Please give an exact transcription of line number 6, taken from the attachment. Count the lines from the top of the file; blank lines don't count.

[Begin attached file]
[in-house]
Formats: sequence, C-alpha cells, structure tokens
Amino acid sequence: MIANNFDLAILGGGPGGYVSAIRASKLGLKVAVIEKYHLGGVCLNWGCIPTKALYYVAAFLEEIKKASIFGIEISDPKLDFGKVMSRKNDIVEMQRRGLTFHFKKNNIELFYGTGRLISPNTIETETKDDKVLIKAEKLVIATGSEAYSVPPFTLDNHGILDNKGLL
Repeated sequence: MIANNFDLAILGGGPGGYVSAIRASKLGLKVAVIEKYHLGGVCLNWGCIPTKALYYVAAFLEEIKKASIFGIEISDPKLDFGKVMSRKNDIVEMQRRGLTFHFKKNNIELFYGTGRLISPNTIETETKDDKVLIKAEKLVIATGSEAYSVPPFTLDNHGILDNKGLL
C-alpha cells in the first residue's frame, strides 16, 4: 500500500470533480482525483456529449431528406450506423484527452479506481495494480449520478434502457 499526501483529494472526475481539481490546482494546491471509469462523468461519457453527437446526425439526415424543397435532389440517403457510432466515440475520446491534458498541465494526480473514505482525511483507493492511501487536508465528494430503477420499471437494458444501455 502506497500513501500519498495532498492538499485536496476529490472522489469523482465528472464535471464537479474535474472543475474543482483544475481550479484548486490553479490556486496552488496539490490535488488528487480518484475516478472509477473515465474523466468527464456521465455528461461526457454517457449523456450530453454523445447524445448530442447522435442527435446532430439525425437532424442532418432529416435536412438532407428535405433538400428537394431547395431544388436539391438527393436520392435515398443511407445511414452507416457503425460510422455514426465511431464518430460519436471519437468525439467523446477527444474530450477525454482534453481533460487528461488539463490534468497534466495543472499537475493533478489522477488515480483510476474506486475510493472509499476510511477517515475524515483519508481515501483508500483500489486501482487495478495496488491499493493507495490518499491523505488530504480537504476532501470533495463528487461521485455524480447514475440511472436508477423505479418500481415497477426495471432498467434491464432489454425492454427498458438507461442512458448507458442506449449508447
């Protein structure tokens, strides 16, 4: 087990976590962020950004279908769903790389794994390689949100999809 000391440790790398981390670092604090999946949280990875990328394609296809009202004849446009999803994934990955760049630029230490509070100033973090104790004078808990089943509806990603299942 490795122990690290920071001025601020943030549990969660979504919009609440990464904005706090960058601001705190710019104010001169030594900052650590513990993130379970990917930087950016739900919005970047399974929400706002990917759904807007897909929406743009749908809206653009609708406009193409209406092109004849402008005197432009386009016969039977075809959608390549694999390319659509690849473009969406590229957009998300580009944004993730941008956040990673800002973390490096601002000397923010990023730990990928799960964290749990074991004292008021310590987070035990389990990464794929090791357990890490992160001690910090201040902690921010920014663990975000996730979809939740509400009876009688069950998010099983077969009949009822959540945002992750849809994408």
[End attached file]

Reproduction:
């Protein structure tokens, strides 16, 4: 087990976590962020950004279908769903790389794994390689949100999809 000391440790790398981390670092604090999946949280990875990328394609296809009202004849446009999803994934990955760049630029230490509070100033973090104790004078808990089943509806990603299942 490795122990690290920071001025601020943030549990969660979504919009609440990464904005706090960058601001705190710019104010001169030594900052650590513990993130379970990917930087950016739900919005970047399974929400706002990917759904807007897909929406743009749908809206653009609708406009193409209406092109004849402008005197432009386009016969039977075809959608390549694999390319659509690849473009969406590229957009998300580009944004993730941008956040990673800002973390490096601002000397923010990023730990990928799960964290749990074991004292008021310590987070035990389990990464794929090791357990890490992160001690910090201040902690921010920014663990975000996730979809939740509400009876009688069950998010099983077969009949009822959540945002992750849809994408």